Although I have written in the past and have been a frequent public speaker, I am nervous to start this blogging adventure. Putting my thoughts and ideas out in the public domain is a bit intimidating. Before we go any farther, know that I do not like to think of myself as an expert. I am not perfect. I have flaws and limitations like everyone else. I have more to learn. However, I believe I have a meaningful story to share.
I grew up in a very homogeneous suburban community near Cincinnati, Ohio. Like most Midwesterners, I was raised to be nice and I was really nice to everyone. But it wasn’t until my college years that I realized being nice didn’t cut it. It wasn’t until I left my hometown that I slowly and methodically discovered that there was a whole world that I had been taught not to see – a world full of beautiful differences. I also realized that these newly discovered cultural differences required more knowledge and skills to navigate than just me being nice.
This dawning awareness about culture and diversity eventually became the focal point of my undergraduate work. I spent a lot of time studying psychology, family dynamics, American history, white privilege, sexuality, racism, homophobia, civil rights, and other topics related to diversity. Outside the classroom, I formed life-long friendships that crossed color, ethnicity, class, religion, nationality, sexual orientation, and geography.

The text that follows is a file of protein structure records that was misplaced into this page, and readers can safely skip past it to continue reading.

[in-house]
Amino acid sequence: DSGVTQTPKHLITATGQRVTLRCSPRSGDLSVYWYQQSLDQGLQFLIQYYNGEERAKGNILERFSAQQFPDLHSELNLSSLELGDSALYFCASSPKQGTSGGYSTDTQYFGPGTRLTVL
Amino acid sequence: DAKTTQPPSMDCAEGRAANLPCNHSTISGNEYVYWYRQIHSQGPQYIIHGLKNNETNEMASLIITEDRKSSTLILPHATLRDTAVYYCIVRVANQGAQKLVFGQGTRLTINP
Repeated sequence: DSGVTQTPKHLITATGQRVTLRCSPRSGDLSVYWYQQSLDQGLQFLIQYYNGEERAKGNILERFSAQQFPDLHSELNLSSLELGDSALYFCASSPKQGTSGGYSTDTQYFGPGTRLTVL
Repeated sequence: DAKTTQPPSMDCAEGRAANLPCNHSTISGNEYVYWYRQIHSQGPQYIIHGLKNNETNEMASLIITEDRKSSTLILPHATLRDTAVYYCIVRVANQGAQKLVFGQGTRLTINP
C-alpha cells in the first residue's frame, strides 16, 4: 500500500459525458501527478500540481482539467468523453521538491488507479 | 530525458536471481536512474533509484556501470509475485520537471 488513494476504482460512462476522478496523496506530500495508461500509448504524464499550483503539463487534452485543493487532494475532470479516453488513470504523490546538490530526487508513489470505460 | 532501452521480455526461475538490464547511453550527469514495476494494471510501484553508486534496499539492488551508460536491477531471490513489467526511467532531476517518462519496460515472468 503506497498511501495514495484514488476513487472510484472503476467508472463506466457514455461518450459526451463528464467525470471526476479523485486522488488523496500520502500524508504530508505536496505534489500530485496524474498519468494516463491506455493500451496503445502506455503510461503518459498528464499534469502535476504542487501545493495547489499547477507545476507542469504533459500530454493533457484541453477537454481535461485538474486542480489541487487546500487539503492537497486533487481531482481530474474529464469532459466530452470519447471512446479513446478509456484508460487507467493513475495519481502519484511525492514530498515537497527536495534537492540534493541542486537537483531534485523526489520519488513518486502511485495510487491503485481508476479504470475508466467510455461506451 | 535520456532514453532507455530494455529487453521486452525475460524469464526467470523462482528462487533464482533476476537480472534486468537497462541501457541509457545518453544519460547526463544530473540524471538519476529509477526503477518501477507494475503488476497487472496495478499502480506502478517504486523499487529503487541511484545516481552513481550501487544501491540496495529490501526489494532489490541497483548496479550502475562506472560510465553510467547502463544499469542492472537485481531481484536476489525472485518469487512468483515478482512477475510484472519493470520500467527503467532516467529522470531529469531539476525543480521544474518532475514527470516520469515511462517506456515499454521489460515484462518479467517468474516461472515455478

I continued to learn as much as I could about differences, specifically the intersection of cultural awareness and family life. I reflected on my own upbringing and kept asking the question, “How can families raise children who are culturally aware and respectful of differences?” I was interested in finding a way to prevent my own lack of awareness from being repeated. Instead of noticing a world full of differences for the first time at the age of 20, why not help children and families see these differences all along?
My personal journey has been incredibly rewarding. A lot of moments have been life changing… sort of like Dorothy from The Wizard of Oz, going from seeing the world in black, white, and hues of gray to seeing the world full of rich and brilliant colors. It has also been challenging and difficult at times. I have had to learn to do a lot of listening and questioning. I have had to learn that it’s okay to be uncomfortable. And I have had to admit that I was wrong. A lot.
I would like to share my journey with you. I will share stories and observations, as well as encourage you to read some things, watch some videos, and do some self-reflection. I plan to ask you a lot of questions along the way. Will you please join me?